Preserving Water Resources

Water Stewardship

Our Aquifer Preservation Subdistrict supports stewardship of the region's water resources. MCD's water stewardship efforts work to protect and improve the quantity and quality of water for people living and working within the Great Miami River Watershed. Read more details in a recent report

Water here and across the United States faces multiple threats from a changing climate, polluted runoff from land, and our own personal actions. Encouraging stewardship of our water is critical to protecting health and quality of life.

MCD leads with research and insight, enabling people living and working within the Great Miami River Watershed to make safe, sustainable choices that reduce the impact on our water.

What we do

  • Work to improve water quality and quantity
  • Study human impact on rivers, streams and aquifers
  • Share analyses, information and data
  • Increase public awareness of water’s value
  • Provide strategic leadership





Trillions of gallons of good quality water

Parts of the U.S. –  and many places around the world – are dealing with water shortages. Fortunately, the Dayton region is home to an abundant source of groundwater. The Buried Valley Aquifer stores about 1.5 trillion gallons of water underground. It provides drinking water for more than 2.3 million people.


Thousands of miles of rivers and streams

More than 6,600 miles of rivers and streams flow through the watershed and are enjoyed for fishing and paddling. As river recreation grows, keeping the water clean for users becomes more and more important.


Preservation is key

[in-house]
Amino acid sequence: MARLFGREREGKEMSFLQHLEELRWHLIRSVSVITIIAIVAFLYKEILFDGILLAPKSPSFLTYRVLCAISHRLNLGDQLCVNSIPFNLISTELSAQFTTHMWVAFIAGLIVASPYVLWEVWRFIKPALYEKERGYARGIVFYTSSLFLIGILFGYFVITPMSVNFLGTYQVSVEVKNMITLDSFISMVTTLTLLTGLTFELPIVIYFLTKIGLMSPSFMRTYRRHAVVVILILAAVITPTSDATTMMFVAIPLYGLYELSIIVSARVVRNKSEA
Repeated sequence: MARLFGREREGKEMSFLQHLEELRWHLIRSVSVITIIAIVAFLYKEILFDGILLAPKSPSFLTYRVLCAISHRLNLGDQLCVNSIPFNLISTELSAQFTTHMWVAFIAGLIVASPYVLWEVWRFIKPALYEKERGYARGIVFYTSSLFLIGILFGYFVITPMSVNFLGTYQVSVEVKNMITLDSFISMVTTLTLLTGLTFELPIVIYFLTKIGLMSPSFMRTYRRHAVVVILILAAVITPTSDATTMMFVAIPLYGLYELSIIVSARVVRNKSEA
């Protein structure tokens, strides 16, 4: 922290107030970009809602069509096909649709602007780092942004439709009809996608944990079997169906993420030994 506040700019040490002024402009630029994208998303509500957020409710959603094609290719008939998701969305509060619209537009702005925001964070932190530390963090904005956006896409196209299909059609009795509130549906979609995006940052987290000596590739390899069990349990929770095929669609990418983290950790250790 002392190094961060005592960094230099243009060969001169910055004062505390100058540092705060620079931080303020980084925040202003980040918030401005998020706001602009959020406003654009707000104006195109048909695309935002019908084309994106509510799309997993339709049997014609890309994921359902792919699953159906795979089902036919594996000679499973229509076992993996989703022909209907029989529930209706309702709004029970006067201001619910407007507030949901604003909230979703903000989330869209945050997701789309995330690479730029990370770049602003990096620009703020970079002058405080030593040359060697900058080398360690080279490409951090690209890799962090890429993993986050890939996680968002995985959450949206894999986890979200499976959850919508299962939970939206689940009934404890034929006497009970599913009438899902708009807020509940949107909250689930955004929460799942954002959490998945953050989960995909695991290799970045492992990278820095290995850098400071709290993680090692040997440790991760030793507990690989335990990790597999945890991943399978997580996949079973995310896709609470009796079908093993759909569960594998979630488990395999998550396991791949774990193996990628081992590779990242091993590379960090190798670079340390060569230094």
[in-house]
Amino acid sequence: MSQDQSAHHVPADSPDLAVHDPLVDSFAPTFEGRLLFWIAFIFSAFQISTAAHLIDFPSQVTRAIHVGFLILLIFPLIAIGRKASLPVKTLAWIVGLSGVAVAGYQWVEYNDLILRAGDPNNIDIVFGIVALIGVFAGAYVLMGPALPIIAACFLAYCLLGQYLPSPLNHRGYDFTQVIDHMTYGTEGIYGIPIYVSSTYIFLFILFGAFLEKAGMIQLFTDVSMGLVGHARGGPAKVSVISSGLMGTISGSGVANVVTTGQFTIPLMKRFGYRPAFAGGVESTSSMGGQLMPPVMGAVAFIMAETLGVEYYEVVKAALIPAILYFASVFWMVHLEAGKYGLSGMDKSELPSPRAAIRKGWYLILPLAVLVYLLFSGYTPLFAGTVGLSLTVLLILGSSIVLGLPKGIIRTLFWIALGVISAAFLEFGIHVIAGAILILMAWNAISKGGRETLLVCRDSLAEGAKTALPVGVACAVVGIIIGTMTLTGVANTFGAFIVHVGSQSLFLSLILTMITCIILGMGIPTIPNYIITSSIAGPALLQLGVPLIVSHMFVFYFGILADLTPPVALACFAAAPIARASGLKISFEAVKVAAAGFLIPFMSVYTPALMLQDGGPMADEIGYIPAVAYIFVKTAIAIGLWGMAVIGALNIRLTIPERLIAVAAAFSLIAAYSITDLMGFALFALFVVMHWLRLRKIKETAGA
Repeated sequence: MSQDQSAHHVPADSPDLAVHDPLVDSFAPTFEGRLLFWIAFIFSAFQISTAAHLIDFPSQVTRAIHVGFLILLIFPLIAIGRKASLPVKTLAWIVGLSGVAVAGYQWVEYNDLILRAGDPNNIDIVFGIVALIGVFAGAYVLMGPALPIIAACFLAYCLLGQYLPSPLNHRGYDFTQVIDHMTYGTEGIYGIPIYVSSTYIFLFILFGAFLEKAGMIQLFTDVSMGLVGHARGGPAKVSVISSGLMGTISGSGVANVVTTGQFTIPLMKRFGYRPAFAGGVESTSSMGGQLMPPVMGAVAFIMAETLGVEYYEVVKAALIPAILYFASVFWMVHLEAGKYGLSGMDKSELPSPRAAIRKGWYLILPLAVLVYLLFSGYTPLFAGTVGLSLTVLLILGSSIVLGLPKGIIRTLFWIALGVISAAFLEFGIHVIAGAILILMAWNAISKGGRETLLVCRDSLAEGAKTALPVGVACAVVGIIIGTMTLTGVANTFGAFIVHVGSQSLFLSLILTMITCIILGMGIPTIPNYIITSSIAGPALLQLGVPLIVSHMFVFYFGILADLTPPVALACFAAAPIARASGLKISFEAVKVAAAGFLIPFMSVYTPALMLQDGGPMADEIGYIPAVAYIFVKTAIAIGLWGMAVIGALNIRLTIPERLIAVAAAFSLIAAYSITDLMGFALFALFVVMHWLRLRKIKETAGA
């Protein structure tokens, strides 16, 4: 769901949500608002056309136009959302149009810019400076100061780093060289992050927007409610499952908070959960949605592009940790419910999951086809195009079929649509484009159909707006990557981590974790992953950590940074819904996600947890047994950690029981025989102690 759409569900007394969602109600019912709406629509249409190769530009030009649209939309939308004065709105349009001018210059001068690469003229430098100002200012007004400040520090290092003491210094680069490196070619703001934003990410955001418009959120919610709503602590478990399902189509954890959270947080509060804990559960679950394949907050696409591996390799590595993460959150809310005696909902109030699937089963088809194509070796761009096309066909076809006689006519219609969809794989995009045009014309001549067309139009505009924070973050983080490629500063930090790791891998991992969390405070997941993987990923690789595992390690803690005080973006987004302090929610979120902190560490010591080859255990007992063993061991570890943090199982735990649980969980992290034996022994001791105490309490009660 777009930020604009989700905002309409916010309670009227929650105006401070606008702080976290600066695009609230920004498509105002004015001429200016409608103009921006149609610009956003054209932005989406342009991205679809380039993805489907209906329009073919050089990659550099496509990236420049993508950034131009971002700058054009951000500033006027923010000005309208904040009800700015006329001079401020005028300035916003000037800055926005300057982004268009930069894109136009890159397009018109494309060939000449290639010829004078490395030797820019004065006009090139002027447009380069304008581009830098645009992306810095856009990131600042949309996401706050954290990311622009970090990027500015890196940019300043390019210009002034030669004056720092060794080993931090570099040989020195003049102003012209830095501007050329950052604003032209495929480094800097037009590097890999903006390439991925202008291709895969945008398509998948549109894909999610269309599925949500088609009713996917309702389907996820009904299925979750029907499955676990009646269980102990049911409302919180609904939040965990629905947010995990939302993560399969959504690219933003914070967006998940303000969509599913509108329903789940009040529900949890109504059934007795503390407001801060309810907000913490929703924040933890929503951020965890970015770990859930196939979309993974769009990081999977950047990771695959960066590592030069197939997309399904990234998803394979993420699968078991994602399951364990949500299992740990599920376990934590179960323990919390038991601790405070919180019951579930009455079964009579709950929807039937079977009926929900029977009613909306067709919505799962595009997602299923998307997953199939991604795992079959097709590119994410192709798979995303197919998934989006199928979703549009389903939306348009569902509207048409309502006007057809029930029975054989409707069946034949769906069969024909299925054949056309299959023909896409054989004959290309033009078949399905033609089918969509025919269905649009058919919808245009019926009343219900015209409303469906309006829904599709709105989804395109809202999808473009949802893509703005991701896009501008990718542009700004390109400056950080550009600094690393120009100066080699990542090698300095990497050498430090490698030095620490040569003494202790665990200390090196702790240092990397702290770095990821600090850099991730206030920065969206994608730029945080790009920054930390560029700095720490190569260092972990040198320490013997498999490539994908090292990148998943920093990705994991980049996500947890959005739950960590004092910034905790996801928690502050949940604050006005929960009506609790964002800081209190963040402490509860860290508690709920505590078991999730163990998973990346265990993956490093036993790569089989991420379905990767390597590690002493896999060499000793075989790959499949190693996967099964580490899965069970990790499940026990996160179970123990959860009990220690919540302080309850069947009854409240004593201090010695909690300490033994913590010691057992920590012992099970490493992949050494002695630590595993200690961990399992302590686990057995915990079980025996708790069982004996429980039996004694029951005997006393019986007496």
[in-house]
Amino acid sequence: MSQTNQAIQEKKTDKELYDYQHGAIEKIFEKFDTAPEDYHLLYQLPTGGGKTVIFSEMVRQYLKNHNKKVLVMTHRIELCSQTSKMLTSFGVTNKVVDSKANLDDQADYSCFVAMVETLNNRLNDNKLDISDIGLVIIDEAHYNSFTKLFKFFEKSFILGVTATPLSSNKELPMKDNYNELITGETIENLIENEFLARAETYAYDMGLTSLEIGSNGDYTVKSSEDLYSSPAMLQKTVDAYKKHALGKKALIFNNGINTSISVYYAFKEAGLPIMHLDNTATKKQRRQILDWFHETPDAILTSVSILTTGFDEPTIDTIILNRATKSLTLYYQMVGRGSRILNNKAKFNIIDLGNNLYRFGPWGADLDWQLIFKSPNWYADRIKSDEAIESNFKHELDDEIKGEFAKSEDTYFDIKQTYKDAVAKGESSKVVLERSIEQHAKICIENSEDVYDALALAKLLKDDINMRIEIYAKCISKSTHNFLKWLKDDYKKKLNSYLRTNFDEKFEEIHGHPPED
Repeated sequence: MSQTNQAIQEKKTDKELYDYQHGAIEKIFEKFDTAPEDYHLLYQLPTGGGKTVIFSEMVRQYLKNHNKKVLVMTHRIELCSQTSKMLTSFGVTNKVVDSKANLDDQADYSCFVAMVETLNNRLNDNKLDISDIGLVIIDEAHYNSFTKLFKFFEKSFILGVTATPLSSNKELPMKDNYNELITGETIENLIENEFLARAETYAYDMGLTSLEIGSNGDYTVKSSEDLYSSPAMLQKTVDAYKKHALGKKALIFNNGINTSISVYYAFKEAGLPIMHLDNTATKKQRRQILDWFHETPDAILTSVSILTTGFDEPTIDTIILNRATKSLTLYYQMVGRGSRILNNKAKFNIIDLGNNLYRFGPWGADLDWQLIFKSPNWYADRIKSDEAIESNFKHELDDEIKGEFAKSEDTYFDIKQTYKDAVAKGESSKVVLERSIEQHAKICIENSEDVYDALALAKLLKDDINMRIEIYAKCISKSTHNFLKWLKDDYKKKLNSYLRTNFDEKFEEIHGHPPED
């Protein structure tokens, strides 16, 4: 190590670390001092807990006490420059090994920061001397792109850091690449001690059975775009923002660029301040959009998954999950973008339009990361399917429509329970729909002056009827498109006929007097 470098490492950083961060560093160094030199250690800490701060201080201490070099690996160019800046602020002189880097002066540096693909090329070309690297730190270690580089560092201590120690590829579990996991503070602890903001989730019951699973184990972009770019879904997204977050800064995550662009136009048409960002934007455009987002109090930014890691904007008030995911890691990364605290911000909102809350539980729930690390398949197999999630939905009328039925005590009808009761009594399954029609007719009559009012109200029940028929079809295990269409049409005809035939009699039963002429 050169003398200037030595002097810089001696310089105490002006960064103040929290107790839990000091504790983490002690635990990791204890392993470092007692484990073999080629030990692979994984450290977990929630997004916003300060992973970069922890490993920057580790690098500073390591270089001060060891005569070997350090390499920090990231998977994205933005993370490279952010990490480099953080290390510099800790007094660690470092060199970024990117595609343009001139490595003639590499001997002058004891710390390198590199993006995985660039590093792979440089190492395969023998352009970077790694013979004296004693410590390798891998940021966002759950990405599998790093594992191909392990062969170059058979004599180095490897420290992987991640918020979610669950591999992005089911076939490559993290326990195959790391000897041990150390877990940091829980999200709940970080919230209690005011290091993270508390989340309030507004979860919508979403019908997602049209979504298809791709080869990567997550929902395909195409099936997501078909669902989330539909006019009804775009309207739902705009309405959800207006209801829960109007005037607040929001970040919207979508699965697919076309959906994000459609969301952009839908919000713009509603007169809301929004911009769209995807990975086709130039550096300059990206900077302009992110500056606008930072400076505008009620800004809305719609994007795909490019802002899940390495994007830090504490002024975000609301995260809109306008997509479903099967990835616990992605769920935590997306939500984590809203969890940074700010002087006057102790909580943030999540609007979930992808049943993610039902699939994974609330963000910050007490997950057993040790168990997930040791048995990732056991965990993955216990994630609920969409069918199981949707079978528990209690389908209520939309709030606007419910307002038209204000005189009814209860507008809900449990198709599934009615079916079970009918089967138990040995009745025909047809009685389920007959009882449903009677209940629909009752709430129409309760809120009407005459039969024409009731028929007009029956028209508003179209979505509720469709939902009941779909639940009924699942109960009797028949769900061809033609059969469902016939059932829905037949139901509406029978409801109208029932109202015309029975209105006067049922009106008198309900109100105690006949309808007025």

Plentiful high-quality water is critical to the region’s health and economy. That’s why MCD collaborates with others to preserve this valuable resource.


Hydrologic Monitoring Program

The Miami Conservancy District maintains a Hydrologic Monitoring Program to continually evaluate the flood protection system and provide recorded hydrologic data for public use. These networks include a daily Observer Precipitation network, a Stream-Gaging network, and a Real-Time Data network. Additional data and statistics are also recorded during each high-water event in which the dams store water.

The Observer Precipitation network includes 47 daily observers who record precipitation amounts each morning. Several of these stations have been providing data for 80 years or more. These records are available electronically from 1982 to present on our water data portal.

In cooperative partnerships with the U.S. Geological Survey (USGS) and the Ohio Emergency Management Agency (OEMA), Miami Conservancy District maintains a network of 22 automated stream gages and 21 additional continuous and non-continuous stream gages in the Great Miami River Watershed. The stream gages provide critical data used for monitoring the performance of the flood protection system, determining the appropriate response by staff during high-water events, forecasting peak river stages on the Great Miami River, bridge construction projects, and a variety of scientific investigations pertaining to local water resources.

Eighteen of the automated stream gages are equipped with tipping bucket rain gages that transmit real time precipitation data. The network utilizes the Automated Local Evaluation in Real Time (ALERT) protocol to transmit river stage, precipitation and battery voltage data. Miami Conservancy District also receives and displays data from an additional 10 precipitation gages that are maintained by OEMA.

All 22 of the automated stream gages are also part of the USGS national real-time stream gaging network, and are equipped for transmitting data by both radio and satellite telemetry. Data for these stations is quality controlled and displayed on the USGS Real-Time Data website.